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  5. "Motoren er virkelig effektiv…

"Motoren er virkelig effektiv og manden elsker den."

Translation:The engine is really efficient and the man loves it.

October 21, 2014



Isn't there a difference between efficient and effective in danish?

EDIT: Since then I've been told Danes do not distinguish between the two :) RE-EDIT: It seems I've been told wrong.


We do. Effective is "effektfuld"

Effecient is "effektiv" =cost effective/lean

As abekop wrote you sometimes hear 'effecient' but that is an unnessecary anglicism.


Came here to ask the same thing :(


The danes do have separate words. Effektiv and efficient.


What is the difference between really and very? To me, they mean basically the same thing and it seems a bit picky.


effective - doing the job; efficient - doing the job in the best way possible


I think it has to do with how invested the speaker is in whatever is being qualified with 'very' or 'really'? Like if you say somebody is a very good friend, as opposed to a really good friend, the second implies more of an emotional investment on your part, like said friend is truly a tremendously good friend and has done something that merits the title, even more so than the first one. Or if you say 'it's a very bad book' vs 'it's a really bad book', I hear in the first one that you didn't enjoy it, and in the second one that you hated every sentence and are considering using the book as kindling.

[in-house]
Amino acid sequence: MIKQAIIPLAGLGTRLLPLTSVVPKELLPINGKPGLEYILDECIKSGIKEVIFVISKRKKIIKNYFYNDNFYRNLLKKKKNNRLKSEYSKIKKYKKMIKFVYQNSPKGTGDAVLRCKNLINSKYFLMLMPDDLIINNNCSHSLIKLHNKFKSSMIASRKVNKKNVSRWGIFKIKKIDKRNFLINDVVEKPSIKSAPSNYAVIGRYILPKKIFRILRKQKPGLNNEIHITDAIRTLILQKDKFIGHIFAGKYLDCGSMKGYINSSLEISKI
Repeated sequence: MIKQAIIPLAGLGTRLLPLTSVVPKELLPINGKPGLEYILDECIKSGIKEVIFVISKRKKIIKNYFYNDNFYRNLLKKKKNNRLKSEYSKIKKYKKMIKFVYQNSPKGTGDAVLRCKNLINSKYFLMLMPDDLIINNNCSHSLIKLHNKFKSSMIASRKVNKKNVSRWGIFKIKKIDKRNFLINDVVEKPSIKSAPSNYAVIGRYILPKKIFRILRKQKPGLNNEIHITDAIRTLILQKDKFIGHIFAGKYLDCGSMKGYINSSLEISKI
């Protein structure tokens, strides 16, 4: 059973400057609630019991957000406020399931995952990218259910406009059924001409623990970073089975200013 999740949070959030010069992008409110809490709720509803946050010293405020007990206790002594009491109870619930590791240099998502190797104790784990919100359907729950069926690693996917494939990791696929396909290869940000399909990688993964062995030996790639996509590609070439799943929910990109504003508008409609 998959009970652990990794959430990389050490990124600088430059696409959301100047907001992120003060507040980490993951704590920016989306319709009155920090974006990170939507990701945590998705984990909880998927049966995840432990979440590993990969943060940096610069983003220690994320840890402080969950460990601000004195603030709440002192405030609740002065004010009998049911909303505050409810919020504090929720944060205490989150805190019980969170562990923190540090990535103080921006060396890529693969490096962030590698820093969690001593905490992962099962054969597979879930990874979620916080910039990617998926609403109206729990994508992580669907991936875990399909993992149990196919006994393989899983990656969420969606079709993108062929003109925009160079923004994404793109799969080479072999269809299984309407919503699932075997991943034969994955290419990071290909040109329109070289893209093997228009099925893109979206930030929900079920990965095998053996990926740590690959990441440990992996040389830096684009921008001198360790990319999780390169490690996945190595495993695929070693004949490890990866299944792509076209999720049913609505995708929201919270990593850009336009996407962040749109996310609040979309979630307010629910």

That's just how I understand it :D (although in this case I suspect it is simply that, unlike with 'effective/efficient', Danes see 'very' and 'really' as different and thus there is a different word for each, as is the case in English.)


Technically, engines burn fuel, motors use electricity therein is the difference.


Why not "virkeligt"? I remember the phrase "fulstændigt uafhængige", where the inflection -t has been added since "fulstændig" is commentary on "uafhængige". Is this different?


The women can also love this


Why is "The engine is really effective and the man loves that." not right?

Is there such a difference between it and that?


The question is, what does the man love? The engine itself or the fact that it's effective?

The Danish sentence uses den at the end, which means that it refers back to the engine. So in the English translation it would either be "the man loves it" or "the man loves that one", but the latter version creates some more problems.

If the man were loving the effectiveness of his engine instead, which you would refer to if you write "the man loves that", you'd use the neuter-gender pronoun, since there's no specific item you're referencing: "og manden elsker det."

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